Everything you did not know about the food you get at the lunch line
After an interview with Bethany Markee, Orcutt Union School District’s Director of Child Nutrition, she talked about many topics in which teachers and students come up with daily. She discussed the menu and the possibility of new options in the lunch line as well as the food regulations that hold her back from distributing better options. She is responsible for feeding and developing recipes for about 5,200 students in ten schools’ lunches, and in a few of them breakfast and after school snacks.
Markee explains the many rules and regulations she has to abide by with the food she and her staff serves. “There are a tremendous amount of rules with the National School Lunch Program, fortunately or unfortunately. Some of them keep us definitely safe,” but she feels that many rules do not have as positive an impact as they do negative. She gives an example of the rule stating that students must take a fruit or vegetable when passing through the lunch line. She states her belief that because of this rule, “we are wasting a lot of food (and not to mention money that the district doesn’t necessarily have a lot of).” Markee believes that forcing kids to take a fruit or a vegetable with no real explanation or education on why they are taking those fruits and vegetables, ultimately ends with this food in the trash cans.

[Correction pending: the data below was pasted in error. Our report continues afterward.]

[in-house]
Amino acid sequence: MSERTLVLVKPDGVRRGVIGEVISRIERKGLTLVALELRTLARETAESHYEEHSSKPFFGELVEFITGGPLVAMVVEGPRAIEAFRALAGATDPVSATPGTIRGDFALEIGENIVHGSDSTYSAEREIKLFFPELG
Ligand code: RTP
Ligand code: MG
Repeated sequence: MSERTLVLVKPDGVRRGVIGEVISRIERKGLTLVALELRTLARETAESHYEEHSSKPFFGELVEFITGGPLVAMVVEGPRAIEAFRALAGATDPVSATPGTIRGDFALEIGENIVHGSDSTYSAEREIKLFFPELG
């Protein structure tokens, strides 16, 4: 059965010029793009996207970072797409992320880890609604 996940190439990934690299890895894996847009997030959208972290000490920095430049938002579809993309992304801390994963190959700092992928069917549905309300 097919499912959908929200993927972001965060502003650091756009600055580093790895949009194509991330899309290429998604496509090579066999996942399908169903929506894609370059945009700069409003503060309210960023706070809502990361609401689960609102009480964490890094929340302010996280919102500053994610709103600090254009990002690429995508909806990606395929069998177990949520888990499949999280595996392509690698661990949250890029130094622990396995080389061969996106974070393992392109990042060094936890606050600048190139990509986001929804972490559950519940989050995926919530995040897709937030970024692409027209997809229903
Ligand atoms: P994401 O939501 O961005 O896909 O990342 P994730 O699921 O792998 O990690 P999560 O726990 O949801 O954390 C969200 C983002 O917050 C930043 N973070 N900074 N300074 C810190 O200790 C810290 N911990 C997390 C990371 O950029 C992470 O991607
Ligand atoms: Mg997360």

Markee explains one of her largest concerns, which is how little she believes students are being fed. She explains how the restrictions on her job make it difficult to suit the children coming through the lunch. Markee states, “We have restrictions on calories and portion sizes that we can provide, and that we have to use so many whole grains; for example with pasta, it has to be whole wheat pasta, and with tortillas it has to be whole wheat tortillas.” She explains how she would love to offer more healthy calories to students, but cannot do that with all the restrictions she has to work around. For high schoolers, the breakfast menu has between 450 and 500 calories, while the lunch menu has 550 to 600 calories (which Markee believes is not enough for a high school student). She goes on to explain specifically where those calories have to come from, stating, “We have to offer two ounces of grain, two ounces of protein, a half to three quarters cups of fruits and vegetables a day, and then the eight ounces of milk.”
“We have a lot of things coming. We may, in fact bring a food truck to the high school, and there may be a class in the future where students can work on the food truck and help design the menu,” Markee shares. This could become a new elective and give students a way to have what they want served. Markee is creating recipes with her knowledge from her 28 years as a professional chef for new smoothies and pizza options. “There is definitely different menu changes for the next school year,” which students can look forward to.
Being the Director of Child Nutrition leaves Bethany Markee with a lot of work and few options, but she enjoys her job and is passionate about doing all she can for the students in the district. Markee states, “I genuinely really care what children eat. I think it’s very important. You can’t learn if you’re hungry. I do this job because I enjoy it – not just because it’s a job.” Markee finished the interview noting how she does everything she can to serve the students in the district the best food possible.